I haven’t actually done that. But as I understand you will need to uninstall waydroid and reinstall it. There are instructions on how to do that at the provided link.

When you first launch waydroid after the reboot it will want to download an app image.

Replace the text VANILLA in one of the text boxes with GAPPS and it should download an img with gapps already installed.

As I have not done this myself I can not confirm that this will work, but it shouldn’t damage anything if you try.

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I don’t have it installed atm but iirc this worked and may also do this for you:

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Help!! I did it! I substituted “VANILLA” with “GAPPS” and it worked but now I have it!
Please, is there a way to solve it?

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I decided never to use any Android or Apple apps on my Librem 5, ever. Using those apps is kind of (in my opinion) like saying to yourself “I’ll only invite a few known thieves to the party at my house, instead of leaving my home wide open to any thief who wants in”. If an app isn’t opensource, I don’t install it, end of story. If my phone can’t be a suitable daily driver for now, I’ll wait and keep trying until it can be.


I’m with you. It wouldn’t be my first choice and, like I said, I ultimately didn’t need it. If I needed it, would be nice if you could easily turn it off and on. I suppose a systelctl command would accomplish that.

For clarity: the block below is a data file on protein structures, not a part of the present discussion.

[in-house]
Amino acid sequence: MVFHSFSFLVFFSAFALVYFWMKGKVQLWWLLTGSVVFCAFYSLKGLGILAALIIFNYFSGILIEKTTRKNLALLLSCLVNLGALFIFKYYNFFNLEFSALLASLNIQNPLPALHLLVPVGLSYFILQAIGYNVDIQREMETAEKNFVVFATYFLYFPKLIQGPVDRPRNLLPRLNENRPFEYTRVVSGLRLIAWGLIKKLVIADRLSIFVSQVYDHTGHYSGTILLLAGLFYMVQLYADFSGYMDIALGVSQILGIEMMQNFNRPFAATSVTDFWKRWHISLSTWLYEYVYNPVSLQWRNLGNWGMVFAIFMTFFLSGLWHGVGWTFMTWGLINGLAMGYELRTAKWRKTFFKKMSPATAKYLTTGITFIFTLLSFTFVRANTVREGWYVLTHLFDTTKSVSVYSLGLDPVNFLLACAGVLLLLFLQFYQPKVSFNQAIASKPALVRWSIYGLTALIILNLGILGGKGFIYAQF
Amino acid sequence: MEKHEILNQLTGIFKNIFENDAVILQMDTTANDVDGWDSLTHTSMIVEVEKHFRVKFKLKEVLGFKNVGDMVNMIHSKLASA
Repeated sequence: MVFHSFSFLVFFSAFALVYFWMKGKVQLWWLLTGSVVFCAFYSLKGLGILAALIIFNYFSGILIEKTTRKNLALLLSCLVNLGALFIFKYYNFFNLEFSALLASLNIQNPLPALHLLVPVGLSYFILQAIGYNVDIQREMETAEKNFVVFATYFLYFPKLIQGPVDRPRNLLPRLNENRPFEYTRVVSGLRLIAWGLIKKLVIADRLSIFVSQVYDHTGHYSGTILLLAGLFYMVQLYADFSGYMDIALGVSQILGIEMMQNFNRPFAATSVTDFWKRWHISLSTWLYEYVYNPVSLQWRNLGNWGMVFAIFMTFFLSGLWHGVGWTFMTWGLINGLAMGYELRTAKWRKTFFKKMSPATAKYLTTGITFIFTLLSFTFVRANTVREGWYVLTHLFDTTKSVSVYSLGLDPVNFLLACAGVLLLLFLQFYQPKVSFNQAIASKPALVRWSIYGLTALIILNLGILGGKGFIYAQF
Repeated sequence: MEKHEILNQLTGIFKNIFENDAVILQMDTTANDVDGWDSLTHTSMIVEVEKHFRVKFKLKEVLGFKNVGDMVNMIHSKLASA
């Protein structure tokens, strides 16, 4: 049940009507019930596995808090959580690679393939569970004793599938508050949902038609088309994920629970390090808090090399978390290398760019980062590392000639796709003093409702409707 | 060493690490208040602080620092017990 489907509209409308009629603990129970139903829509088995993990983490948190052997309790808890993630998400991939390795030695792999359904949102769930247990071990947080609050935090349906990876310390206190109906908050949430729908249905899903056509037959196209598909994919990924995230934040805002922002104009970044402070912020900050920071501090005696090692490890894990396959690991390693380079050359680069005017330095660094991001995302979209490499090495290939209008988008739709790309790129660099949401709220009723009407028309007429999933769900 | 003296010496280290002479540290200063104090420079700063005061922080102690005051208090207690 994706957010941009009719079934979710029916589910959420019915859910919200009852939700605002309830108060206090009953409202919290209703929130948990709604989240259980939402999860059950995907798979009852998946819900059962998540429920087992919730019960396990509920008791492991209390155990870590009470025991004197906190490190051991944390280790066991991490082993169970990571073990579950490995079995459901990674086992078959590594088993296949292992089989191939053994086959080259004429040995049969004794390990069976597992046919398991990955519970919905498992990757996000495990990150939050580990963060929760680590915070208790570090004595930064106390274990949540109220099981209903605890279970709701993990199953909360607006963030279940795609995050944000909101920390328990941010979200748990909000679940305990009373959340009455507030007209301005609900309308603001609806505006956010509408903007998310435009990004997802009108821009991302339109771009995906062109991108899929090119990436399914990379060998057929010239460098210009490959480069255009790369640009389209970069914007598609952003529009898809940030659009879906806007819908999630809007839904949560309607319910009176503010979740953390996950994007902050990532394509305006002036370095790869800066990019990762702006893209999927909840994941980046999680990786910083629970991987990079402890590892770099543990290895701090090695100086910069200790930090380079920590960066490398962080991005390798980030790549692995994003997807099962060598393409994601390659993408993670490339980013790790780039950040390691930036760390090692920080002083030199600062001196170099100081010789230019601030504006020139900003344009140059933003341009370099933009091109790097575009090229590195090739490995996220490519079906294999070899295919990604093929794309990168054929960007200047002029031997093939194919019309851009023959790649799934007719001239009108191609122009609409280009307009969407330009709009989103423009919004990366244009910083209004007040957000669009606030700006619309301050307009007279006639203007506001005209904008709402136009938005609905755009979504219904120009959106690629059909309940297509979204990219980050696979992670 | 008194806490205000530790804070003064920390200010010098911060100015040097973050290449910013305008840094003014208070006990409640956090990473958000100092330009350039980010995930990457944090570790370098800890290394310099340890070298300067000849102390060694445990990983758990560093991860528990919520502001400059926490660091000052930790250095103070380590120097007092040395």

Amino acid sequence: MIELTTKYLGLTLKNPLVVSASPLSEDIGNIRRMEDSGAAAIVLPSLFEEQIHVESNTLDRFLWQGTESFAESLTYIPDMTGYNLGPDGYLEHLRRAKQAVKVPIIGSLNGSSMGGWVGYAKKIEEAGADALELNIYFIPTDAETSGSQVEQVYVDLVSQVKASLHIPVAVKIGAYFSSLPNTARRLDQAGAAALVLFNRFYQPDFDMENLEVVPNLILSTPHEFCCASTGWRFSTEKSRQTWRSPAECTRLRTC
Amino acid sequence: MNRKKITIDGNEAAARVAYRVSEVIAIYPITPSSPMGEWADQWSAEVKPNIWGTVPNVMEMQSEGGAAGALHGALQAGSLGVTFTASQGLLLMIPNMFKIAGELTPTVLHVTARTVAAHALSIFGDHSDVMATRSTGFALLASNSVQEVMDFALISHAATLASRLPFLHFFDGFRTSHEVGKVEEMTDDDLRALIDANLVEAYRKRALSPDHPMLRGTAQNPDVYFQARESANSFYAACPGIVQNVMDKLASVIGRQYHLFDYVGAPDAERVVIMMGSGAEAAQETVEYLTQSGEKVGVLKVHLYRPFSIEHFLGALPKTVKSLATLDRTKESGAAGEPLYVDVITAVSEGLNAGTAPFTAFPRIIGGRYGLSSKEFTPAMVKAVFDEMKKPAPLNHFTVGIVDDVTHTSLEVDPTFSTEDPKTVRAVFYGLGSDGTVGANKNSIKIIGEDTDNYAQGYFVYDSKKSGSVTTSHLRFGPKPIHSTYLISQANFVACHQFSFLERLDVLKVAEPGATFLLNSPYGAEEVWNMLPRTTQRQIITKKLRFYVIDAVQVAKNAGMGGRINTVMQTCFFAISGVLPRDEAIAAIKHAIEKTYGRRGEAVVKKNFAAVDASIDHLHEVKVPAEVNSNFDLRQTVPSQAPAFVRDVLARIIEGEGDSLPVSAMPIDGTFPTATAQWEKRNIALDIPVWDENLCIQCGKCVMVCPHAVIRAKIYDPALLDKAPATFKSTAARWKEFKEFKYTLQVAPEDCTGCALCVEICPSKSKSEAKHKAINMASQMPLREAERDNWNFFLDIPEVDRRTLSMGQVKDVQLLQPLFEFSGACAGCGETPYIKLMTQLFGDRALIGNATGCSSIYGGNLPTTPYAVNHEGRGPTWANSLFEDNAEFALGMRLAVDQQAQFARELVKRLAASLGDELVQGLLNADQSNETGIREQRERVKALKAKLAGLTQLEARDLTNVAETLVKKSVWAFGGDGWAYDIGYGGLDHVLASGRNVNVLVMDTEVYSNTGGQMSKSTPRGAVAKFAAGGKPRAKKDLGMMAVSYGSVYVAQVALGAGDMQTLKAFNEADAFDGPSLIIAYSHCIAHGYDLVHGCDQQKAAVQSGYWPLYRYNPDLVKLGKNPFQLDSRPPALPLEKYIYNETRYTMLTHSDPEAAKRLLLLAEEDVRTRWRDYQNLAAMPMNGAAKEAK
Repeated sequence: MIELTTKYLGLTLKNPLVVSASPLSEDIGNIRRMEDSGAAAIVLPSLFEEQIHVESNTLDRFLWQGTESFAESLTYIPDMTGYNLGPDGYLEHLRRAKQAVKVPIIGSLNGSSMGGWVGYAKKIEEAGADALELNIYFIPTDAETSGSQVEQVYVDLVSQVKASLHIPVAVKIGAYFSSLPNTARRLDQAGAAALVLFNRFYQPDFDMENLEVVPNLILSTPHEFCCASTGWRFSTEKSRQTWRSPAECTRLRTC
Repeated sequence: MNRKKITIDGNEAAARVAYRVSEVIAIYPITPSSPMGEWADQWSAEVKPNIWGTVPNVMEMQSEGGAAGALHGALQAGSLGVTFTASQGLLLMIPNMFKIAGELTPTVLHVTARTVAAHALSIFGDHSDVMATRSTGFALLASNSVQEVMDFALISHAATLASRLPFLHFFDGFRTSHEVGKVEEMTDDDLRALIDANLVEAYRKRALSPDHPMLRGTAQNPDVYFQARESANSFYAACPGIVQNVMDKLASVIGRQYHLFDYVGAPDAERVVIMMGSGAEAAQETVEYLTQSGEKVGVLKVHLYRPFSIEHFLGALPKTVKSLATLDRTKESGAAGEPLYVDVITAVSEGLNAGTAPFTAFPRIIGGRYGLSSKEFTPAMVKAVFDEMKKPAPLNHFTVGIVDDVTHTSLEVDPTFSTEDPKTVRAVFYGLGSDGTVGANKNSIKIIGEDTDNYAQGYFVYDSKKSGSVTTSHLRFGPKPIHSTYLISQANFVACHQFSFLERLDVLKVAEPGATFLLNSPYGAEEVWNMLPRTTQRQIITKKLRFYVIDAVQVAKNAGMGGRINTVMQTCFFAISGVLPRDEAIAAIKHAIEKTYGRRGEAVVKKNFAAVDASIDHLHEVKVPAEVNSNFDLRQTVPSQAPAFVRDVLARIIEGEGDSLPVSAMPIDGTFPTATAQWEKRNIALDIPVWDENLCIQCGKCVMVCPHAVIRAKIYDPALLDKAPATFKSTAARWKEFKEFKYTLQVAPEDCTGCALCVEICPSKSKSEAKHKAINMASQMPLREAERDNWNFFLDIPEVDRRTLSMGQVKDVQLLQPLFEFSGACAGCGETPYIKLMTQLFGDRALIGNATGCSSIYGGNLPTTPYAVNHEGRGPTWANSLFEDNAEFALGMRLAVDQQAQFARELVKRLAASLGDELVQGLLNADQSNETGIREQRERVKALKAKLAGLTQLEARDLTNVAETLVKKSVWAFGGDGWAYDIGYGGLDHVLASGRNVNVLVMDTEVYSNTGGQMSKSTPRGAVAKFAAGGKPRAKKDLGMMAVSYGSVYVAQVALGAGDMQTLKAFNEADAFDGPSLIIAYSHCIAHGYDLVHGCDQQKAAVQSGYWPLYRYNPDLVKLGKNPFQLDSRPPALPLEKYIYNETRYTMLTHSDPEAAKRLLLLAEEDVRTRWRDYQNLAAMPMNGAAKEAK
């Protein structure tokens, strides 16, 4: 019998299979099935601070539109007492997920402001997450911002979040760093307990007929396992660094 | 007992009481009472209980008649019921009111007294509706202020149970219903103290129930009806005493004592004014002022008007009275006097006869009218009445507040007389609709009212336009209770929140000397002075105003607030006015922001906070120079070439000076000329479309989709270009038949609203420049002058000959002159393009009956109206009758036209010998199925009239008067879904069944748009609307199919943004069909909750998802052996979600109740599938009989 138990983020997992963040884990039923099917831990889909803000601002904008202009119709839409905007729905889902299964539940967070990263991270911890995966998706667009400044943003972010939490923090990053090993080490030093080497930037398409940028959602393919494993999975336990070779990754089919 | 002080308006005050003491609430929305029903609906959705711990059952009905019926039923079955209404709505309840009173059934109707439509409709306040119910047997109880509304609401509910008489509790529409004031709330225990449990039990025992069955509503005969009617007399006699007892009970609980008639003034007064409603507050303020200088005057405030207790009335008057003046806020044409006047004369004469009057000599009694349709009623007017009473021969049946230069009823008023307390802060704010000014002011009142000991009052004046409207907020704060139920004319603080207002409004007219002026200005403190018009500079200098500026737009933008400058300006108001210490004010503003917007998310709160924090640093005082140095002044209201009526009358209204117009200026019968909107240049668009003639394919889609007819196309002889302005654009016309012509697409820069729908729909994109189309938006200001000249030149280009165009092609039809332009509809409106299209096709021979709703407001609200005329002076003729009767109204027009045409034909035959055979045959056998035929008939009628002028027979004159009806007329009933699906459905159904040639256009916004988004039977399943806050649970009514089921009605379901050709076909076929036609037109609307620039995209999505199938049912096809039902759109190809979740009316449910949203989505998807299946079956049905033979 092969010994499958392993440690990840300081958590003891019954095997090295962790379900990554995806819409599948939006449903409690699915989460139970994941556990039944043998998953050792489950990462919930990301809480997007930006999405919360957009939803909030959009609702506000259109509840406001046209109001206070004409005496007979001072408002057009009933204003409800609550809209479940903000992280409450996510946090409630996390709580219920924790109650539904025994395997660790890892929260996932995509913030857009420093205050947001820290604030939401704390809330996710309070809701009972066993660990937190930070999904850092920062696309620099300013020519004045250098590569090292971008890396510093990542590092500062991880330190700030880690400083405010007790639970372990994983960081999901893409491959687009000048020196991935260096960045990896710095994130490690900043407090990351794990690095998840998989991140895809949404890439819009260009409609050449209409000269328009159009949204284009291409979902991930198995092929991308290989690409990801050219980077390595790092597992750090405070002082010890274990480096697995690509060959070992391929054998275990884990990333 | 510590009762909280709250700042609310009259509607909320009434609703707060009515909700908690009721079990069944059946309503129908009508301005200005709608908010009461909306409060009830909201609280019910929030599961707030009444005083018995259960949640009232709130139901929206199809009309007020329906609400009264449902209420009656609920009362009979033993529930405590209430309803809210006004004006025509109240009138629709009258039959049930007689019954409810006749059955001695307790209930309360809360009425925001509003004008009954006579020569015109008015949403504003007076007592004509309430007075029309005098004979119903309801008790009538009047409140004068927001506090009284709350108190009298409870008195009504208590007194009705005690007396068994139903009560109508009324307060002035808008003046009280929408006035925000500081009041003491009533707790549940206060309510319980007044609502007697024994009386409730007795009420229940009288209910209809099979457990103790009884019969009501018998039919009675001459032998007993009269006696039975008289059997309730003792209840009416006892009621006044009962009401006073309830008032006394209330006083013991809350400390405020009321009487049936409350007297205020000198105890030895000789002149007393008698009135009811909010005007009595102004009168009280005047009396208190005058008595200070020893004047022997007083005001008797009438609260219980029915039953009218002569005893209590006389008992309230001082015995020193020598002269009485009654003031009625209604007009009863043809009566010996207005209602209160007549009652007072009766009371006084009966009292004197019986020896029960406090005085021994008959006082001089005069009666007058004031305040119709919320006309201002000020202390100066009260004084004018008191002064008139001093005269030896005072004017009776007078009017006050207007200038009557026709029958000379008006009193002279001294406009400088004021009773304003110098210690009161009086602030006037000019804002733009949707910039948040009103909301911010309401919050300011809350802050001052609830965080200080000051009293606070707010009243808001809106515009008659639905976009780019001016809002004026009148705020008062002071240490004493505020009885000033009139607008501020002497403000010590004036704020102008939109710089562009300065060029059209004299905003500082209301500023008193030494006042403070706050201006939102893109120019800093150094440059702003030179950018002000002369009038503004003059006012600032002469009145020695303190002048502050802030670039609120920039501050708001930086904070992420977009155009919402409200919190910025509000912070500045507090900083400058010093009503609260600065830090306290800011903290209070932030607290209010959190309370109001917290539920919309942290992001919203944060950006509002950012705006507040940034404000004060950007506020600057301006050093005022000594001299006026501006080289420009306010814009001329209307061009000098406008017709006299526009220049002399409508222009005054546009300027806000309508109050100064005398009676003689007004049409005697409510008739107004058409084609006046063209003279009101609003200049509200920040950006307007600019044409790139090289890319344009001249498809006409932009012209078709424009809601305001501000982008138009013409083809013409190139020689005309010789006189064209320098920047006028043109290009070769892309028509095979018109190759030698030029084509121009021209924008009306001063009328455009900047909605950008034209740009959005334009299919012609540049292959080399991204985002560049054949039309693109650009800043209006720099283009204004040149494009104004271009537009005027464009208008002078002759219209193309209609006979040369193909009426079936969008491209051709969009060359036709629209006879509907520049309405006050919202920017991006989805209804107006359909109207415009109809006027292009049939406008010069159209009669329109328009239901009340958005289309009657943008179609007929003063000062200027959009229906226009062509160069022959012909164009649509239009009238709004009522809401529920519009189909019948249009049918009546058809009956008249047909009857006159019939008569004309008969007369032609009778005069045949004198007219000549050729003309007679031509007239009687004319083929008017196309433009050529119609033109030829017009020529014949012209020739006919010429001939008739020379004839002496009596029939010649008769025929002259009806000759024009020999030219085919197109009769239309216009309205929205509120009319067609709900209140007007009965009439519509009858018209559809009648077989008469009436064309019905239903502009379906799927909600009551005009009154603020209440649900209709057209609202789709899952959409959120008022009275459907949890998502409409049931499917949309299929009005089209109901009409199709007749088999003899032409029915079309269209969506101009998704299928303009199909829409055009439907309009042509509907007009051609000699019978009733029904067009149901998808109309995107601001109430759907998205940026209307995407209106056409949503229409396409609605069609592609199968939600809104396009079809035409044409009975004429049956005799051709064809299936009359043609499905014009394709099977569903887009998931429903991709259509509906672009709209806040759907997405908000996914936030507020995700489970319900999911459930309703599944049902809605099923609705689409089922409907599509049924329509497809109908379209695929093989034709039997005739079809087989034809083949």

What isn’t working? is it just the play store or the entire os?

Play store

I would recommend installing F-Droid and then installing Aurora Store from there to install apps, instead of using the Google Play store. The anonymous login gets rate-limited very quickly, but you can still login with your Google account to download apps in Aurora.


I didn’t know about Aurora, thank you so much!! I’m using it with success!! :pray:


Just wanted to let you know that you can use Lyft through a web browser like Firefox or Epiphany Web.

I tried making it a progressive web app through Web but it wouldn’t let me login because it needs a pop-up window or new tab.

Yes. Unfortunately, Lyft wasn’t available for the area where I was staying. The rideshare app I actually needed was called Wridz, which didn’t work with a browser.

You could ether look into using Aurora Store as some have suggested or look into device spoofing. In older versions of Android, device spoofing was easy, but now days it is somewhat more complicated. These instructions may work: